January 21, 2012

After The Debate: Simple Vs Simplistic

On Thursday night I got to watch a debate that I had been looking forward to for a number of months, Religion Soup hosted at Saint Mary's University by the Navigators. This was the first of what is shaping up to be an annual event. What a first debate it was, we listened to the arguments for and against the historical reliability of the gospels. Bart Ehrman argued that they were not reliable; Craig A. Evans argued that they were.

Before Ehrman began his opening statement he asked two questions. First he asked how many Christians were in the audience, to which a large percentage of hands went up. Then second he asked how many people wanted to see him get thumped, to which a similarly large percentage of hands went up.

I suspect that a similarly large percentage of people went home disappointed. In my opinion Ehrman won the debate.

Dr. Evans argument was a highly thought out argument. It rested on a number of what I would call strong points;

First scholars across theological, denominational and even religion persuasions all use the gospels as historical documents. His point was that it wasn't only crazy closed minded hyper fundamentalists that thought that the gospels correctly portrayed the historical Jesus. He named a number of names, but I did not know any of them.

Second the gospels contained actuate information about 1st century Palestine, including familiarity with customs, people, places and so on. He used a Latin phrase to describe this which I cannot for the life of me remember; though I think it has the word veritas in it which is Latin for truth. (Edit: A helpful reader supplied me with this word, verisimilitude):

Third he stated that the gospels conformed to a well documented Greek teaching practice where students would learn their master's teachings, fully understand the core elements but in the retelling details change as new situations present themselves. This process has a Greek name, which I do remember but I can't figure out how to spell it to look it up to link to it. After 45 minutes of trying different spellings, and different variations of the definition of the concept I have given up trying to Google it. (Edit: they also gave me this word, kraia. This one still seems to be missing a wiki-link)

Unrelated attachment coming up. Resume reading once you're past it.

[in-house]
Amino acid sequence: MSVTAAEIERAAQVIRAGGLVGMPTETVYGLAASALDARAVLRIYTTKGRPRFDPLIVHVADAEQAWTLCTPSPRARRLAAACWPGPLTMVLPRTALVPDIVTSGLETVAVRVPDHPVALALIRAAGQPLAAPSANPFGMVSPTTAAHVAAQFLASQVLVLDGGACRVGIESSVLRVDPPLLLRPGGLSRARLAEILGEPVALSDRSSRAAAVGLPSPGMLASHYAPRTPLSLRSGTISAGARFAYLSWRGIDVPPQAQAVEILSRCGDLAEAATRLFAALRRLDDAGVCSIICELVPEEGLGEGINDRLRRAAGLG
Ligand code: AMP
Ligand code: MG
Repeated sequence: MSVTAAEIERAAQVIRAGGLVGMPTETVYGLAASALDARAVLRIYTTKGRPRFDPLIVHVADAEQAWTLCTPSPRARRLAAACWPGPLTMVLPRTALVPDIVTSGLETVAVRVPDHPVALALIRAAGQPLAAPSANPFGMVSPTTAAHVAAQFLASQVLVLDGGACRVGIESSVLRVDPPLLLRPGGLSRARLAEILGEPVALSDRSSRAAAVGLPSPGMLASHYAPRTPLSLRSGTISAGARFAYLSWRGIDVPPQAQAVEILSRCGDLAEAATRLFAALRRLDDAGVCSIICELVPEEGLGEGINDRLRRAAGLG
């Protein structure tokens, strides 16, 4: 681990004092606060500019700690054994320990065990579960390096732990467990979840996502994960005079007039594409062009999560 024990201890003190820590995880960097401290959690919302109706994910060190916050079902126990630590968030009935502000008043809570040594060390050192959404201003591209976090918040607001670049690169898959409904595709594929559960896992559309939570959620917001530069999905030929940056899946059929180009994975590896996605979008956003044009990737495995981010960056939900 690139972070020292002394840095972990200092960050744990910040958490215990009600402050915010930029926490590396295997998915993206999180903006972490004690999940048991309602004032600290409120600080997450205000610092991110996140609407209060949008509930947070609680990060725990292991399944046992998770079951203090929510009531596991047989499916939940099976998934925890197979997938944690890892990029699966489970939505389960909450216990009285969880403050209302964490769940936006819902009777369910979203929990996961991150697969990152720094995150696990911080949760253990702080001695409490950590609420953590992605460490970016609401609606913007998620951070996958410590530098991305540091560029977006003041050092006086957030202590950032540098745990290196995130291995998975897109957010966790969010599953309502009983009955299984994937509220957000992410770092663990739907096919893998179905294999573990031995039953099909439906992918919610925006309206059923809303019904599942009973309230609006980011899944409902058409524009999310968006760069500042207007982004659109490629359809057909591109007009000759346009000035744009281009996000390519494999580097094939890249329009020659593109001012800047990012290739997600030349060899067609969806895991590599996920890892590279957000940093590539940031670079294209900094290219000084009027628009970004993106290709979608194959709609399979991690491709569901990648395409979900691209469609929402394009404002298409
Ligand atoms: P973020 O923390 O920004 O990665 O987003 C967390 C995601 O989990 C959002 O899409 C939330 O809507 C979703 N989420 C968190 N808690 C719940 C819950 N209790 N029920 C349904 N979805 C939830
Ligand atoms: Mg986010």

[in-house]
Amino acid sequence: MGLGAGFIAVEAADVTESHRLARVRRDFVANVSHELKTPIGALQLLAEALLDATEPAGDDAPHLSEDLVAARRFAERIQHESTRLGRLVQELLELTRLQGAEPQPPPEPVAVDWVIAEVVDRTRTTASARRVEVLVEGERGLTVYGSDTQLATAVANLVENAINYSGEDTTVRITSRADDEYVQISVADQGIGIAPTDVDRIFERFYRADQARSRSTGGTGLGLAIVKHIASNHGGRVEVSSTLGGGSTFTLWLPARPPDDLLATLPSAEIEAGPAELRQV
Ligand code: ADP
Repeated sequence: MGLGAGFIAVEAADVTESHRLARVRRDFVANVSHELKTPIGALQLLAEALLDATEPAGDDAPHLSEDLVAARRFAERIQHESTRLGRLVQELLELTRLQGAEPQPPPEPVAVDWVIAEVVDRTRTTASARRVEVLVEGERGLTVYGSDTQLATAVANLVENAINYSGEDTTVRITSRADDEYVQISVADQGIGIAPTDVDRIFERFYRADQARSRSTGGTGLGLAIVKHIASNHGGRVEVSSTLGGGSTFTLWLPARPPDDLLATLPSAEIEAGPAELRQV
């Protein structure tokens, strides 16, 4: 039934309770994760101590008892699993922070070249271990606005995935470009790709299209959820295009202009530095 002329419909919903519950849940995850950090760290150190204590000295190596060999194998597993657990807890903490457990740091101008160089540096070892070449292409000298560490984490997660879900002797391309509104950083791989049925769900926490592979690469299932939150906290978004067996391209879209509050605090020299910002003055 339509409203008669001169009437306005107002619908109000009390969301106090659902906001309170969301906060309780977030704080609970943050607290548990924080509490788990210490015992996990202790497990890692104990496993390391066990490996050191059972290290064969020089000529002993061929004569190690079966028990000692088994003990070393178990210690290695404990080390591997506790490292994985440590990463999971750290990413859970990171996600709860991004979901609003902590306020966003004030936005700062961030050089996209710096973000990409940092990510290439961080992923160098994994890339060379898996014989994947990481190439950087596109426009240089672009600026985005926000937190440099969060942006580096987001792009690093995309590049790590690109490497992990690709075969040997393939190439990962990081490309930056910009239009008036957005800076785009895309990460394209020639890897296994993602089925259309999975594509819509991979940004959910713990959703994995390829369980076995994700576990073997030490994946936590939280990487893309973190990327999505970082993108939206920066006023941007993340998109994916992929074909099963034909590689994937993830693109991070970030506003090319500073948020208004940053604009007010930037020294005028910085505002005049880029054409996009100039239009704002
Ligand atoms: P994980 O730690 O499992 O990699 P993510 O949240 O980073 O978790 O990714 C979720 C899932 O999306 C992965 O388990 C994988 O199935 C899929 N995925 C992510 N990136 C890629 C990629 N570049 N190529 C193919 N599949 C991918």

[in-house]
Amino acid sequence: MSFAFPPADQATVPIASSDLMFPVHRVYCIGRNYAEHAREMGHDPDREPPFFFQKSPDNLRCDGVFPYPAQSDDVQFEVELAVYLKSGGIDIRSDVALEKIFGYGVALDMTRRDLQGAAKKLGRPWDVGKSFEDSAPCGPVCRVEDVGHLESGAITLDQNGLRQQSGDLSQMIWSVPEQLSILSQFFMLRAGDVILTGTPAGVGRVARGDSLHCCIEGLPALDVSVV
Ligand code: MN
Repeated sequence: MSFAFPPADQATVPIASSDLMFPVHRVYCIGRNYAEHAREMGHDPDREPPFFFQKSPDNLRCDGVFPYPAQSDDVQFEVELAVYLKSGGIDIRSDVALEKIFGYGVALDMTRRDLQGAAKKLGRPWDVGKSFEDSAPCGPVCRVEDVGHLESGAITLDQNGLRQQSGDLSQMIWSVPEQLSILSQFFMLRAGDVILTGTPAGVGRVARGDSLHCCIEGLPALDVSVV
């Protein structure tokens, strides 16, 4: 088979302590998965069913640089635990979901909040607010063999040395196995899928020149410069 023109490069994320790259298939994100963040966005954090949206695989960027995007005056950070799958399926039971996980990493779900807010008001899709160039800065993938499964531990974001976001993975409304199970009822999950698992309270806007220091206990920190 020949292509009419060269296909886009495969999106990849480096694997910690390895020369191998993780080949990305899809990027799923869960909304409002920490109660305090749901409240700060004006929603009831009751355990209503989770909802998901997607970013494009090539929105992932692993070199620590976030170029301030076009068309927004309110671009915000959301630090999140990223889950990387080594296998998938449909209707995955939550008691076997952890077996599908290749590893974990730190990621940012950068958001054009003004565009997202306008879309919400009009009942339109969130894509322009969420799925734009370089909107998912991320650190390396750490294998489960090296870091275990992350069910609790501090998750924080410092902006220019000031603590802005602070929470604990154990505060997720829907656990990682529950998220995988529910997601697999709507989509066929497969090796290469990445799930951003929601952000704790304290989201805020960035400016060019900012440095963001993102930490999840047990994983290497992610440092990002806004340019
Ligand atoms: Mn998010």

Like I said these are all good points, they are well thought out, they are nuanced and they help to explain the differences we see in the gospels. It is a complex argument that takes seriously a complex problem.

Ehrman took a different approach. He spent thirty minutes or so hammering two points over and over again.

First he argued that it didn't matter what the ancients thought good history looked like, we need to care about what good history for us is. We want to know what actually happened not the interpretation of someone else decades removed from the event.

Second if you have two people telling the same story but there are differences they both cannot be right, therefore they both cannot be historically accurate. One or the other is, or both are not, but both cannot be historically accurate. He challenged the audience to not simply take his word for it all of us could go home sit down and quickly jot down the differences we find in the gospel accounts of Jesus' birth, his genealogy, resurrection, and so on.